After pausing his Justice World Tour due to a worsening undisclosed “sickness” on June 7, Justin Bieber updated fans on “what’s been going on” with his health, days later. In a nearly three-minute Instagram video, Bieber shared on June 10 that he had been diagnosed with Ramsay Hunt syndrome, which he described as stemming from a virus that attacked the nerves in his face and ear, ultimately causing partial facial paralysis. In the video, the Grammy winner demonstrated that one eye would not blink, one nostril would not move, and that he couldn’t smile on one side of his face. “This is pretty serious, as you can see,” Bieber said.
According to the Mayo Clinic, Ramsay Hunt syndrome is a rare neurological disorder that occurs when a shingles outbreak (i.e. from the same highly contagious virus that causes chickenpox) affects the facial nerve near one ear. After a case of chickenpox clears, the virus continues to live in one’s nerves and may reactivate, even years later. In addition to a painful shingles rash, Ramsay Hunt syndrome can cause hearing loss in the affected ear, in addition to facial paralysis.
The research tracks with Bieber’s explanation that he’s “just physically, obviously, not capable” of performing music right now. “Obviously my body’s telling me I got to slow down, and I hope you guys understand,” he added to fans who might be “frustrated” by the latest round of concert cancellations. For now, he’ll be using his downtime to “just rest and relax” so that he can “get back to 100%” and do “what [he] was born to do.”
“I’m going to get better,” the “Peaches” singer asserted, explaining that he’s been “doing all these facial exercises” to get his face “back to normal” as well. “And it will go back to normal. ... We don’t know how much time it’s going to be, but it’s going to be OK.”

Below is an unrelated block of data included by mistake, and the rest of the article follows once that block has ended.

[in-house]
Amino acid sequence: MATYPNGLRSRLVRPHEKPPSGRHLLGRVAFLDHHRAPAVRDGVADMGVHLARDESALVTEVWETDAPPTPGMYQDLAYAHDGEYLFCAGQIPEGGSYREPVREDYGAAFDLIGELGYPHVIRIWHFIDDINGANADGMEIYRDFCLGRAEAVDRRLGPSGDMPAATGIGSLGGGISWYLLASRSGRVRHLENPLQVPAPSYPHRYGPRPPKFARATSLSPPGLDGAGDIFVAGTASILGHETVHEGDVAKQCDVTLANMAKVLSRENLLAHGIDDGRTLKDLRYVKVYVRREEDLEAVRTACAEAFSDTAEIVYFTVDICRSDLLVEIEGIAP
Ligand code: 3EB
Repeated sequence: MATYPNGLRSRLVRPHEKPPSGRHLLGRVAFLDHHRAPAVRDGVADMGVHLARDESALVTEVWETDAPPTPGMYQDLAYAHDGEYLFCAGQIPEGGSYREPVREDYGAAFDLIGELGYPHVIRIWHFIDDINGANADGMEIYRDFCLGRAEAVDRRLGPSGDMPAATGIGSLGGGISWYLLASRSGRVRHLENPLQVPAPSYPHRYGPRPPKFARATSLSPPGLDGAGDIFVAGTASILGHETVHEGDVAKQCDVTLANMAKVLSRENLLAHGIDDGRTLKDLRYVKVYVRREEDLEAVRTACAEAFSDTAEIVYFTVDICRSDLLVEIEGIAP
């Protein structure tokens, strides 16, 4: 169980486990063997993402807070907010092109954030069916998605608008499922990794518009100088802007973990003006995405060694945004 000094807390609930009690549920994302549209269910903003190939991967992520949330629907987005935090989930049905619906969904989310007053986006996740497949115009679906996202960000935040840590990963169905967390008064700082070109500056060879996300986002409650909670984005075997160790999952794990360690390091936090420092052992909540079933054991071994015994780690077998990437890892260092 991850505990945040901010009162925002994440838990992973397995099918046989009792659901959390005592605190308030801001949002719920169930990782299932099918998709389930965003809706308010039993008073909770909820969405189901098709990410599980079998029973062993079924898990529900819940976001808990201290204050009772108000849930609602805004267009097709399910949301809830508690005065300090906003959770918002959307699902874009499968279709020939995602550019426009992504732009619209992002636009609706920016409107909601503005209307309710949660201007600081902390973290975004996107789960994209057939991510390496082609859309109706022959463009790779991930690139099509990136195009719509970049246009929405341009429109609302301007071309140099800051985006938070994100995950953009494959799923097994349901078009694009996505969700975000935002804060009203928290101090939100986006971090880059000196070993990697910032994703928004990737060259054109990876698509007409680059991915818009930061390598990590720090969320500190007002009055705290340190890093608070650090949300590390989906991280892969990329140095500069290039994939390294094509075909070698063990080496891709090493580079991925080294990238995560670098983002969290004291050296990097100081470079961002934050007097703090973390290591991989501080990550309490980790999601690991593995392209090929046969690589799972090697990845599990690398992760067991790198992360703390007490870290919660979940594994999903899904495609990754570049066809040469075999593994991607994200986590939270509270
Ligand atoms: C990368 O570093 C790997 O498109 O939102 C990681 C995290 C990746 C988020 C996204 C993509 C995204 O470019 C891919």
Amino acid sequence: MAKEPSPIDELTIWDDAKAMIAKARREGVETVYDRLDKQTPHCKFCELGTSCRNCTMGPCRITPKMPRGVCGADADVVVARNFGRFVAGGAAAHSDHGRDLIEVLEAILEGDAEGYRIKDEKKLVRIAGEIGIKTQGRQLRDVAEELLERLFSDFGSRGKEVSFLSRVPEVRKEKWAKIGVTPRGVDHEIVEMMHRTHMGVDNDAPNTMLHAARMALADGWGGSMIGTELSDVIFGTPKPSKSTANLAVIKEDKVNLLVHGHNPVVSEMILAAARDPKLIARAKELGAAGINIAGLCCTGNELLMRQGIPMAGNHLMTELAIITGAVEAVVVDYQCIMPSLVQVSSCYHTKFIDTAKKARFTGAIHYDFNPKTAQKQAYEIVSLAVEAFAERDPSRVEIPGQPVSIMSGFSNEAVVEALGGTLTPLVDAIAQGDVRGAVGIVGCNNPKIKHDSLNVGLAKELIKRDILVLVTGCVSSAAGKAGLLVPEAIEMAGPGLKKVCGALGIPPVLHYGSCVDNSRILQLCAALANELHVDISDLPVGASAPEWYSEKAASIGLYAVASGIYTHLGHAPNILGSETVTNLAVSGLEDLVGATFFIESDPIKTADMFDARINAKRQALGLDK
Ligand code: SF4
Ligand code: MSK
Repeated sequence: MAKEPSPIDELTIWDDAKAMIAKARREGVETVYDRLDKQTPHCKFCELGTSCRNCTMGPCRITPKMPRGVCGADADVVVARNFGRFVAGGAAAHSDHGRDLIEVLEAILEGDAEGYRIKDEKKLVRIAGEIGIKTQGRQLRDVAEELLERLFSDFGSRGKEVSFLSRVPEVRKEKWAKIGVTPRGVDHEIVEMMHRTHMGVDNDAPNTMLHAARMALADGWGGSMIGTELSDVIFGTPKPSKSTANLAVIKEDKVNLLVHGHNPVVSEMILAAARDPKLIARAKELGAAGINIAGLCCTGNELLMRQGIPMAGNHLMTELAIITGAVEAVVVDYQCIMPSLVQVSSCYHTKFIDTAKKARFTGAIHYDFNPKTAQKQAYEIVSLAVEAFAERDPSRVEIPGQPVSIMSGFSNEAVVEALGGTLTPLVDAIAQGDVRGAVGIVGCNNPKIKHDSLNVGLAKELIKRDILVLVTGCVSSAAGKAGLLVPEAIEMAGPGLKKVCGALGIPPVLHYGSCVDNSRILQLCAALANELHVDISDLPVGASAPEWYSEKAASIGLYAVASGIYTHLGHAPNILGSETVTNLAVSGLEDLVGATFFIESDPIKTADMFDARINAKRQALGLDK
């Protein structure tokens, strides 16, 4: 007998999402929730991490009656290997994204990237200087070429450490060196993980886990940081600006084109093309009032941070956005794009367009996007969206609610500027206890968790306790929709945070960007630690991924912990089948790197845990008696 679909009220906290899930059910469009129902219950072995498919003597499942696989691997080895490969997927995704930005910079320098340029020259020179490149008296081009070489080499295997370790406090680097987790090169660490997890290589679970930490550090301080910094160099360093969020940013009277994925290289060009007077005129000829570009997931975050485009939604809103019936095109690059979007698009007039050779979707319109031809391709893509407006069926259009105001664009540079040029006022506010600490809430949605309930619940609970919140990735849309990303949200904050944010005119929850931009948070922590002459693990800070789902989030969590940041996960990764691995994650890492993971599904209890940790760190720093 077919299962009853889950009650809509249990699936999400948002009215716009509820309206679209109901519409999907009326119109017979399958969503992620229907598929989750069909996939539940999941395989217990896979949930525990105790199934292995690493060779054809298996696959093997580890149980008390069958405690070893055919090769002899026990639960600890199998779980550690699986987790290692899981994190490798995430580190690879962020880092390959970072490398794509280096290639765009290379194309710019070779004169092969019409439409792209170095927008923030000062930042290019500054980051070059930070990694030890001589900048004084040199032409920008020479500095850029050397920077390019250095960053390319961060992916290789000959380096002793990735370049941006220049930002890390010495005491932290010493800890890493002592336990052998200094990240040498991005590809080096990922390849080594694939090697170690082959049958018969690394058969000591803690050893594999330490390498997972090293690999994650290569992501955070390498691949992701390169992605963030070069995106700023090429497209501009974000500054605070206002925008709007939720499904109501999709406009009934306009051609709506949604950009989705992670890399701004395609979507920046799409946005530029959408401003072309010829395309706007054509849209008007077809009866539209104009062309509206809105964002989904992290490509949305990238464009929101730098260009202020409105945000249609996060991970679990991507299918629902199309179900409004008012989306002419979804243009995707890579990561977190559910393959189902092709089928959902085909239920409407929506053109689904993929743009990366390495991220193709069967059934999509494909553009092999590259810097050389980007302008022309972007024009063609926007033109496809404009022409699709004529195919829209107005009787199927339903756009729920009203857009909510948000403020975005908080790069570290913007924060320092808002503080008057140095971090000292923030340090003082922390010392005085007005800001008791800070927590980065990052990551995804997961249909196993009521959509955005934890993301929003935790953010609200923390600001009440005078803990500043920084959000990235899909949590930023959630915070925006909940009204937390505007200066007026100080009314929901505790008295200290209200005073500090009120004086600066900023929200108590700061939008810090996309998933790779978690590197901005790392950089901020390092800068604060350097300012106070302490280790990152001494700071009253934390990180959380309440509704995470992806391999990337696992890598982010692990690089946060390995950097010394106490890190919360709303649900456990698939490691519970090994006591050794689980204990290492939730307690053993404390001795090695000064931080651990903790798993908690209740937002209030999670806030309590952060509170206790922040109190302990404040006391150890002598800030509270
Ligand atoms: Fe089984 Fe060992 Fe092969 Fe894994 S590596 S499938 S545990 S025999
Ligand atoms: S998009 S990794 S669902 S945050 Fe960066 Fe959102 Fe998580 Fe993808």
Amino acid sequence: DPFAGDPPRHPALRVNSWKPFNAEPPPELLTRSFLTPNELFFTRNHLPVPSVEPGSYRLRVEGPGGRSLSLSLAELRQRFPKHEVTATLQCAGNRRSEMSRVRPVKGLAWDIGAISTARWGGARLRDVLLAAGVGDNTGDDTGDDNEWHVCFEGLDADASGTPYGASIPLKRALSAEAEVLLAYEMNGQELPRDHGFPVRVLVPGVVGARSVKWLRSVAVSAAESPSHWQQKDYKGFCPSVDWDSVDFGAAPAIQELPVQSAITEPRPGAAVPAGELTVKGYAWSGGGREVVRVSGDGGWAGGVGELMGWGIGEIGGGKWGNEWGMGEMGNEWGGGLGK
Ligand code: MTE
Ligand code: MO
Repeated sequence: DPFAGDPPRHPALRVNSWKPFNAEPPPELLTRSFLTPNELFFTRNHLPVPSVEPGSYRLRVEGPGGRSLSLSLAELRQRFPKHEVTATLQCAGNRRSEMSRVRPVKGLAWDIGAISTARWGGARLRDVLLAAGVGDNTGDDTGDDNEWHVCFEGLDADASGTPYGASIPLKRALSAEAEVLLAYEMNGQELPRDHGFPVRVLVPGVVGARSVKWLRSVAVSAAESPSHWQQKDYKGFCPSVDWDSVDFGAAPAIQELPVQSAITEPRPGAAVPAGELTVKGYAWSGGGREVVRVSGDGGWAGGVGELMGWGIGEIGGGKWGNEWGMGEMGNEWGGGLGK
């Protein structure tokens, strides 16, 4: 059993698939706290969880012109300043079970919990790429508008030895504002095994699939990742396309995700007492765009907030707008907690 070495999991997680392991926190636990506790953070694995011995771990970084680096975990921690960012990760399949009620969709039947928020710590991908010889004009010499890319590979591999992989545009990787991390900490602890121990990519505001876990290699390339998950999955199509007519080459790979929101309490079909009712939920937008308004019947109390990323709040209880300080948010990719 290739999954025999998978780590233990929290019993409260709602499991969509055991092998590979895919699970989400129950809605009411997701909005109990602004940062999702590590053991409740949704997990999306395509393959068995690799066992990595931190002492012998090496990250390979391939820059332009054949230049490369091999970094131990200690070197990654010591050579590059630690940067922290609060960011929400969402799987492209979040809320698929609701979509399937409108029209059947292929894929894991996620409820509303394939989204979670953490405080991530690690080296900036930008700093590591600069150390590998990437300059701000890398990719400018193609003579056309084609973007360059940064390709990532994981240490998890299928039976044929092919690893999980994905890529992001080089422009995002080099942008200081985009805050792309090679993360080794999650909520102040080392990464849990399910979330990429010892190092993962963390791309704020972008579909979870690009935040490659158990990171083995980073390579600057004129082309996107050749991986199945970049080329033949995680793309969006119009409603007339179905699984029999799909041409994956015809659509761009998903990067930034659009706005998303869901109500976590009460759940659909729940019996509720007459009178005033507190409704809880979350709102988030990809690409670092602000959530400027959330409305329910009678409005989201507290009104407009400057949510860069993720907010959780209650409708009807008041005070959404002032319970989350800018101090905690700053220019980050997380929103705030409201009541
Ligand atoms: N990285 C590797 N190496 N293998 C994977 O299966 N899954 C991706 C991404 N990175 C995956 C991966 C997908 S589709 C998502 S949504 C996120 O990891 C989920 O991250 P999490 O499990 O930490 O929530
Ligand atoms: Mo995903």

Indeed, the prognosis for Ramsay Hunt syndrome is fairly good, per New York City’s Mount Sinai Hospital, provided that it’s caught early enough. “If there is not much damage to the nerve, you should get better completely within a few weeks,” the hospital’s website states, though cautioning that some with the illness “may not fully recover, even after several months,” if the damage is more severe. Chances of recovery are better if treatment is started within three days of the onset of symptoms, according to Mount Sinai.
After sharing his diagnosis, Bieber asked for more prayers in his Instagram stories, as his symptoms worsened. “Been getting progressively harder to eat which has been extremely frustrating,” he wrote, adding a crying face emoji.
A source told People that the singer’s wife, Hailey Bieber, who was hospitalized following a “mini-stroke” in March, is staying by her husband’s side. “Between Hailey’s health scare earlier this year and now this, it’s a lot for them. Hailey is worried as well,” the insider said. “Just like Justin did everything he could to take care of Hailey, she now does the same for him. They are a great team and will get through it together. Justin can’t wait to recover and continue working.”
Among those also sending healing vibes, of course, is Bieber’s mom, Pattie Mallette, who on June 8 tweeted, in part, “Feel better soon. Mamas orders.” After her son shared his diagnosis, she sent another Twitter message early June 11, writing that she’s “praying for [a] FULL RECOVERY.”
As the many other supportive messages that followed indicate, she’s hardly the only one keeping Bieber in their thoughts and prayers.